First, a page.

2005 U.S. Open (golf)
|Dates||June 16–19, 2005|
|Location||Pinehurst, North Carolina|
|Course(s)||Pinehurst No. 2|
Japan Golf Tour
|Length||7,214 yards (6,596 m)|
|Field||156 players, 83 after cut|
The 2005 United States Open Championship was the 105th U.S. Open, held June 16–19 at Pinehurst Resort Course No. 2 in Pinehurst, North Carolina. The U.S. Open returned to Pinehurst No. 2 for the first time since 1999, when Payne Stewart won his second U.S. Open four months before his death. Six years was the shortest gap between U.S. Opens at the same site since 1946. Michael Campbell won his only major title in a surprising collapse by two of the best players in the world. The total purse was $6.25 million with a winner's share of $1.17 million.
History of U.S. Open at Pinehurst No. 2
The 2005 U.S. Open at Pinehurst was only the second U.S. Open to be played there because of the fear it would be too hot in mid-June and its abandons from a major city of populated area. In 1999 Payne Stewart won his second U.S. Open title in one of the most remarkable U.S. Open victories ever. He trailed Phil Mickelson by one stroke on the 16th hole where he then made an amazing 25-foot putt for par then moments later Mickelson missed a 7-footer for par. Stewart birdied 17 and holed a 15-foot par putt on 18 in one of the most dramatic finishes ever. Stewart died in a plane crash four months later. He was honored at the 2005 U.S. Open with a silhouette of Payne’s 1999 U.S. Open victory pose on the flag of the 18th green.
Course No. 2 
Past champions in the field
|Player||Country||Year(s) won||R1||R2||R3||R4||Total||To par||Finish|
|Tiger Woods||United States||2000, 2002||70||71||72||69||282||+2||2|
|Corey Pavin||United States||1995||73||72||70||73||288||+8||T11|
|Retief Goosen||South Africa||2001, 2004||68||70||69||81||288||+8||T11|
|Ernie Els||South Africa||1994, 1997||71||76||72||70||289||+9||T15|
|Jim Furyk||United States||2003||71||70||75||75||291||+11||T28|
|Lee Janzen||United States||1993, 1998||74||74||74||74||296||+16||T57|
|Steve Jones||United States||1996||69||74||74||79||296||+16||T57|
All seven former champions in the field made the cut.
Thursday, June 16, 2005
Qualifiers Olin Browne and Rocco Mediate stole the first round lead at Pinehurst No. 2. While Masters champion Tiger Woods battled to an even-par 70 and two time winner Ernie Els ground out a 71. Retief Goosen launched his title defense with a three-birdie 68 for a three-way tie for third, 2004 Masters winner Phil Mickelson returned a 69 after holing a 20-foot birdie putt at the last and world number two Vijay Singh opened with a 70.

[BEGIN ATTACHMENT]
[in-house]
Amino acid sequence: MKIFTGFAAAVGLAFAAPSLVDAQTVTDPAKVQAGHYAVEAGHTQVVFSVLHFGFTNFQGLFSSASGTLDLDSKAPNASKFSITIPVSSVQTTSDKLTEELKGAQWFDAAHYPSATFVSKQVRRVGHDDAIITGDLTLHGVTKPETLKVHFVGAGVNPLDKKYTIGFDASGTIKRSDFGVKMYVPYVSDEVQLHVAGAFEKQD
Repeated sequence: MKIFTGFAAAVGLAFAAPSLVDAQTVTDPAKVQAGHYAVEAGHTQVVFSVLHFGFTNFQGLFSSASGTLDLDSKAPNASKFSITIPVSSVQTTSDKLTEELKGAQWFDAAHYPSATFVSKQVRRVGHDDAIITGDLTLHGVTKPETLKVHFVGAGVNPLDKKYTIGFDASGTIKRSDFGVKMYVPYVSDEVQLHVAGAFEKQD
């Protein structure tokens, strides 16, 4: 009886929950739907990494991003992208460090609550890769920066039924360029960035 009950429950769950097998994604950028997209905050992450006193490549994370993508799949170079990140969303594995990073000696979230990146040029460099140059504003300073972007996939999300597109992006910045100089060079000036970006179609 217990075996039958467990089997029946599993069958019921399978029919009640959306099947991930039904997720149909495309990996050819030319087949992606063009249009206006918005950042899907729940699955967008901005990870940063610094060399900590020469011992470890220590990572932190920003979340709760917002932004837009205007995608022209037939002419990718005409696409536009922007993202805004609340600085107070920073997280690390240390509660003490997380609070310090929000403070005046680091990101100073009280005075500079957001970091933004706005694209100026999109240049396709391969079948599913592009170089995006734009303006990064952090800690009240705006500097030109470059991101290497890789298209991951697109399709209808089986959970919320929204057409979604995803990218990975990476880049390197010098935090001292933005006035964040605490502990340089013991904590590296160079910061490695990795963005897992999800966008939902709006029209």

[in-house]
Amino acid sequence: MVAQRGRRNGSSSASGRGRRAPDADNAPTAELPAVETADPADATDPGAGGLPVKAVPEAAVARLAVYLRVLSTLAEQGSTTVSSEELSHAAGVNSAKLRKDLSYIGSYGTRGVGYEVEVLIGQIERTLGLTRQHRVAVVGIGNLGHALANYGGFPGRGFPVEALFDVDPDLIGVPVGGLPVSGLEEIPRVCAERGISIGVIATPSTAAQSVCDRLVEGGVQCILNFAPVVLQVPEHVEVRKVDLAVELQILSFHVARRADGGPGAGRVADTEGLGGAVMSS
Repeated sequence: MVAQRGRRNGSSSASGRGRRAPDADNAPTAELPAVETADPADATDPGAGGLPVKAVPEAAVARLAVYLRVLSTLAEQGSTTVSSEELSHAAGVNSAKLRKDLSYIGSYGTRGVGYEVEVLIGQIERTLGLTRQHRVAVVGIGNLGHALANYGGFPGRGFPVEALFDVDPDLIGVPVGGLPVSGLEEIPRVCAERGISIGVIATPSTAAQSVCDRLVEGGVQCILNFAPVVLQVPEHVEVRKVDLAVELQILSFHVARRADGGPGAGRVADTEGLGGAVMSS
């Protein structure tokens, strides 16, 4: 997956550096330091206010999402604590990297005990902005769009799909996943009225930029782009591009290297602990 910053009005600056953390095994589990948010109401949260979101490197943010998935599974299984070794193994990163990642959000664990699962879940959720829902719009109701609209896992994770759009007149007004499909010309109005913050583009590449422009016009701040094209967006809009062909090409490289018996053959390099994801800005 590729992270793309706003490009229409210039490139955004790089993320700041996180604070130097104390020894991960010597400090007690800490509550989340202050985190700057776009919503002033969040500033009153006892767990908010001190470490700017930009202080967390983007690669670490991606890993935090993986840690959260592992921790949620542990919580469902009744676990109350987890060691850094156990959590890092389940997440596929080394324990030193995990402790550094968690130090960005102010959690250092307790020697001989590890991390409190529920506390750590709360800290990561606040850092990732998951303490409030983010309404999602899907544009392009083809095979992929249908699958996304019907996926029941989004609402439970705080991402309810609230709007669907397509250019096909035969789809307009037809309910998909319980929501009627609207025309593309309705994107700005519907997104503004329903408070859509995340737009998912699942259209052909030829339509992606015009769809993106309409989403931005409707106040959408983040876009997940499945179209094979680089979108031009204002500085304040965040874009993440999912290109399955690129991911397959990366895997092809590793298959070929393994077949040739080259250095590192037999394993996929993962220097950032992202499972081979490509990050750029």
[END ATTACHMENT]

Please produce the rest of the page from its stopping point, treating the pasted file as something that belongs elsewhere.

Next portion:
|T1||Olin Browne||United States||67||–3|
|Rocco Mediate||United States|
|T3||Retief Goosen||South Africa||68||–2|
|Brandt Jobe||United States|
|T6||K.J. Choi||South Korea||69||–1|
|Steve Jones||United States|
|Phil Mickelson||United States|
|T10||Tommy Armour III||United States||70||E|
|Bob Estes||United States|
|David Toms||United States|
|Tiger Woods||United States|
Friday, June 17, 2005
Two-time champion Retief Goosen shared the lead in the U.S. Open second round after most of the field struggled on Friday. Trailing by one at the start of the day, the South African carded an even-par 70 to finish on two-under 138, level with overnight leader Olin Browne and unheralded Jason Gore. Gore, who missed the cut in his only previous U.S. Open appearance in 1998, vaulted up the leaderboard late in the day with a five-birdie 67. South Korea's K. J. Choi (70) and Australian Mark Hensby (68), who were tied for fourth at one under. World number two Vijay Singh was a further shot back in a four-way share of sixth after a second successive 70, alongside Spaniard Sergio García and New Zealand's Michael Campbell, who fired matching 69s, and England's Lee Westwood, after a 72. Of the other big names, Tiger Woods was one over after a 71, while Phil Mickelson (77) and Ernie Els (76) just made the halfway cut which fell at eight-over 148. Nine players finished under par after the opening round but only five were still in red figures after day two.
|T1||Olin Browne||United States||67-71=138||–2|
|Retief Goosen||South Africa||68-70=138|
|Jason Gore||United States||71-67=138|
|T4||K. J. Choi||South Korea||69-70=139||–1|
|T6||Michael Campbell||New Zealand||71-69=140||E|
|Jim Furyk||United States||71-70=141|
|Brandt Jobe||United States||68-73=141|